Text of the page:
Every chord in the (12TET) Universe – a gentle introduction to Pitch-class Set Theory.
To download the Mr. PC patches (for Max/MSP standalone and Max for Live click below. Note: 1) they both need the excellent and free Bach package by A. Agostini & D. Ghisi (installable in Max’s Package manager) consider donating (to them). 2) For Apple Silicon computers, Max needs to be running under Rosetta. 3) These are good enough tools for teaching and music adventure – use at your own theoretical risk.
A cosmic view of the earthly and unassuming diatonic scale.
‘Taking Care’: supporting and recognising nurses’ caring role
UK nursing trainees are better prepared to deliver patient-centred care as a result of ‘Taking Care’, a mixed-methods drama research project undertaken by researchers at the Guildhall School of Music & Drama and Kingston University. This joint project was awarded the highest possible grade in the 2021 Research Excellence Framework.
The project was led by former Doctoral Programme Leader, Dr Alex Mermikides, who was inspired by the nurses she met when her brother Milton was treated for acute lymphoblastic leukaemia – a serious type of blood cancer. Taking Care addresses two challenges facing nurse educators: teaching the sensitive and effective communication of ‘care’ and preparing students for the demanding emotional labour required by their profession. The huge physical and emotional toll nursing can take on staff has been bought into sharp focus over the past two years, but the nursing curriculum hasn’t traditionally taught trainees how to ‘care’ for patients without compromising their own emotional wellbeing.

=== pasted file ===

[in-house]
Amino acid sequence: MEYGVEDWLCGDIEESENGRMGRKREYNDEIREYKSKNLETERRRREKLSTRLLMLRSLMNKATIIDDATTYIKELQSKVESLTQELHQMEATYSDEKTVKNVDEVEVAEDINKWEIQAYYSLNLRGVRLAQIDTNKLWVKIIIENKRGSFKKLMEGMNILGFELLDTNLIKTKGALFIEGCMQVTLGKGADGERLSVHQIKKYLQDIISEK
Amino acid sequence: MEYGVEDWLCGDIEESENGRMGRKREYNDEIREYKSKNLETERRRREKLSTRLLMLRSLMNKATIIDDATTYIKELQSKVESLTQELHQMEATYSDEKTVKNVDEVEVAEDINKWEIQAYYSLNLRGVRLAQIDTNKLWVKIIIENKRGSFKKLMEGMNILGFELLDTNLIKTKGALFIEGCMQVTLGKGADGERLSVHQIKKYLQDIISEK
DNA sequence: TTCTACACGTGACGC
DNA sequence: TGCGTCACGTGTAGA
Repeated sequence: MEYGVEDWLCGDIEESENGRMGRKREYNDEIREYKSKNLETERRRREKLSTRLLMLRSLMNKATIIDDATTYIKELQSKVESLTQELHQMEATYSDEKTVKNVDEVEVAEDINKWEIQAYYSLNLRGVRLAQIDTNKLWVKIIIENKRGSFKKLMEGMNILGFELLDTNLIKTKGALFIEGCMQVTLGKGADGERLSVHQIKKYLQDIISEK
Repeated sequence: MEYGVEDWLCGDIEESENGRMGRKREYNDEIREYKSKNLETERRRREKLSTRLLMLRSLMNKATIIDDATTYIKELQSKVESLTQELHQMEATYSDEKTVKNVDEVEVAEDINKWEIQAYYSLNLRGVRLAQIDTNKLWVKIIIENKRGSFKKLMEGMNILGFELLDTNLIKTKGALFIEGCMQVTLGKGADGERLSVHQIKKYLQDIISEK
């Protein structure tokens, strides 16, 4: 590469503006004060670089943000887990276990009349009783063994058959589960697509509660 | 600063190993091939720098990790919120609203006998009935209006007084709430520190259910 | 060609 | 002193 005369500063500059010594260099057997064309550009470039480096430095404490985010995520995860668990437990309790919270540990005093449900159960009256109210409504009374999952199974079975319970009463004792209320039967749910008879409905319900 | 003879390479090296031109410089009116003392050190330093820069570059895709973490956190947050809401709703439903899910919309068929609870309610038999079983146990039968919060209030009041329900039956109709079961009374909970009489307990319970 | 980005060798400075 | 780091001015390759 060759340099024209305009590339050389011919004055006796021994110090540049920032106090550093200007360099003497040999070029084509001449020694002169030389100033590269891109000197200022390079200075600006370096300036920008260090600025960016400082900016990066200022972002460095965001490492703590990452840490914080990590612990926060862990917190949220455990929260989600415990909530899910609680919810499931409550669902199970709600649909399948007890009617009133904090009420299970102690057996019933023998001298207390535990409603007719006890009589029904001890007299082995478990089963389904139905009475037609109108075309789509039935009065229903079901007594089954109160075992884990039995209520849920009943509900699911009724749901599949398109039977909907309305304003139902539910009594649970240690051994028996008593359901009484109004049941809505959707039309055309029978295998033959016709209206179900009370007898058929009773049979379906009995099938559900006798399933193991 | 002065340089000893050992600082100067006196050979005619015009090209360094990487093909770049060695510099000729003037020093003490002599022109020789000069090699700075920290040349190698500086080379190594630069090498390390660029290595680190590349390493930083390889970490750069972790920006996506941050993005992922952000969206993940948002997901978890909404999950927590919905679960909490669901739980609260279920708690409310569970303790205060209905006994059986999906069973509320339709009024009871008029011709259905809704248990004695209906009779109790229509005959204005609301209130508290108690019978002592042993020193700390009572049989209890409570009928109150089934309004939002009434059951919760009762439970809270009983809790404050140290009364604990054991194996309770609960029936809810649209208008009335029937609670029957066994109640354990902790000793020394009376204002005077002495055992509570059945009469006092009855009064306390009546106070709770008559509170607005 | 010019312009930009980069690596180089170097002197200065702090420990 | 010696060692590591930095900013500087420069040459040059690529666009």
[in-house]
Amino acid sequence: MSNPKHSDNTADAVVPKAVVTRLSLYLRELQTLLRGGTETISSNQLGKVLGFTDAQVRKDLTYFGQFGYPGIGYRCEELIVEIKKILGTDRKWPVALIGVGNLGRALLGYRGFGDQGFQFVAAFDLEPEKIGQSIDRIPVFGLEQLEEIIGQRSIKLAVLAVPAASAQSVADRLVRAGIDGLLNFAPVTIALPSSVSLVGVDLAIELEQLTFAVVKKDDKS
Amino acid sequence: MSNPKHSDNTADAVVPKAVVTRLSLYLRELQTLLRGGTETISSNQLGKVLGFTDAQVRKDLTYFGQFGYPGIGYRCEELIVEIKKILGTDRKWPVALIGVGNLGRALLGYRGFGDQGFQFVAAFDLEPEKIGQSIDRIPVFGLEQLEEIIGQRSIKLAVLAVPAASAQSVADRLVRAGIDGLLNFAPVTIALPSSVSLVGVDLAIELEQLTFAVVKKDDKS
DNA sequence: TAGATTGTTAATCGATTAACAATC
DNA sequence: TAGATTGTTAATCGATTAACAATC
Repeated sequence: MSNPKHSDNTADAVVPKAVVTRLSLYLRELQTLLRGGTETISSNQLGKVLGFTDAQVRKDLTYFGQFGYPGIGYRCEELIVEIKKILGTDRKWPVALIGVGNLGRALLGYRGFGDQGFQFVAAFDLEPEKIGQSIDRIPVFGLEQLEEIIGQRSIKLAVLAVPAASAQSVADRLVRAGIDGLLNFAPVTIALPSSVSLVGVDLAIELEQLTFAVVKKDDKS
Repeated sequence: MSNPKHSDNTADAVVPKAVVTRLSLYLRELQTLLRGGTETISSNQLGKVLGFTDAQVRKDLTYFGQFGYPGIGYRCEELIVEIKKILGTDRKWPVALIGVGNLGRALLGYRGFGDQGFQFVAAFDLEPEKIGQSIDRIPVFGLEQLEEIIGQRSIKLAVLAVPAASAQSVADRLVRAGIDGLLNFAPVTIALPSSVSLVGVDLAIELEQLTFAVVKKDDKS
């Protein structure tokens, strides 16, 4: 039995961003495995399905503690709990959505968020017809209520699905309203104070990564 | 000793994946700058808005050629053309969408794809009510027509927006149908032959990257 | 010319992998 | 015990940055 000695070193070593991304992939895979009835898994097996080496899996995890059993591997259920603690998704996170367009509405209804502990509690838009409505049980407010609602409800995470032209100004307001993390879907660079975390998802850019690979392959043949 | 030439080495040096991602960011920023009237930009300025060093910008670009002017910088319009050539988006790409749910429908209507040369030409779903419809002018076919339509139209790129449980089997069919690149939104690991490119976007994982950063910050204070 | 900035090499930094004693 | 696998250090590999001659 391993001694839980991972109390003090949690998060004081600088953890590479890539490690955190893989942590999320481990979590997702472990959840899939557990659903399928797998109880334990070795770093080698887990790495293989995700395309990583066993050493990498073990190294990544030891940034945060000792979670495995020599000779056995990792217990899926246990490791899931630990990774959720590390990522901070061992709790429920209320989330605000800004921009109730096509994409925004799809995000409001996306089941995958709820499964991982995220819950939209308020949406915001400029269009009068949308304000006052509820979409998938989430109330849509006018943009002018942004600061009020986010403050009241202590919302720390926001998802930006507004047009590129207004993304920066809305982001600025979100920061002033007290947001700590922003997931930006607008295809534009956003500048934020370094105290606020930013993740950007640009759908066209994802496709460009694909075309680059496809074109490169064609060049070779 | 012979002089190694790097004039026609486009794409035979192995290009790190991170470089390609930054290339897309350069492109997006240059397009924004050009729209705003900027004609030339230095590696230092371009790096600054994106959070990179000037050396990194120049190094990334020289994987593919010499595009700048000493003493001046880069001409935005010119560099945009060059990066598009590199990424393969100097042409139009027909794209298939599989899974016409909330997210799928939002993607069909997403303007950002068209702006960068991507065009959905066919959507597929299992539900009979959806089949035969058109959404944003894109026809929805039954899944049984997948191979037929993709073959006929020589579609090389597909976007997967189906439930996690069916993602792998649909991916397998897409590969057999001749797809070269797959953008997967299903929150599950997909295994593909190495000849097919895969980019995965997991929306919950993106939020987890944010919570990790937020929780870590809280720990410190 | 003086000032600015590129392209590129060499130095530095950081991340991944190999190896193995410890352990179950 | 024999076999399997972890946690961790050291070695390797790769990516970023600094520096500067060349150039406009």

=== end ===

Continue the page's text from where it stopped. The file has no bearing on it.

Mermikides’ ensemble created an interactive drama, Careful, following a collaborative research process with performers and trainee nurses. The process of devising Careful revealed that ‘care’ can be understood as a skilled practice rather than an inherent virtue. The feedback from students on the workshops and performances has been overwhelmingly positive and has led to the materials being rolled out to other nursing schools across the country. As student nurse Michal Kaim reflected in The Guardian, ‘elevating nursing to the level of art gave me another reason to be proud of the choice I have made to become one’. The full performance of Careful can be viewed online.
Keynote Lecture for the World Sleep Congress in Rome, Italy March 2022, examining the use of sonification to communicate and reveal the inner experience of sleep.
A shamefully/lessly nerdy exploration of the guitar fretboard, its nature, language and futures. Adapted from my keynote lecture at the 2022 Guitar Foundation of America conference.
It’s privilege to present the Keynote for the Guitar Foundation of America convention this year.
The event runs June 26, 2022,5 PM – 9:30 PM UTC+01 on Zoom (register to join)You are warmly invited to join us for a series of discussions with scholars from Brazil, the United States, Switzerland, and England. Attendees will have the opportunity to speak informally with the presenters or simply listen. Registration is required. Abstract below:
Diamonds, Abaci, and Hexagrams: Exploring the Pitch Surface of the Guitar Fretboard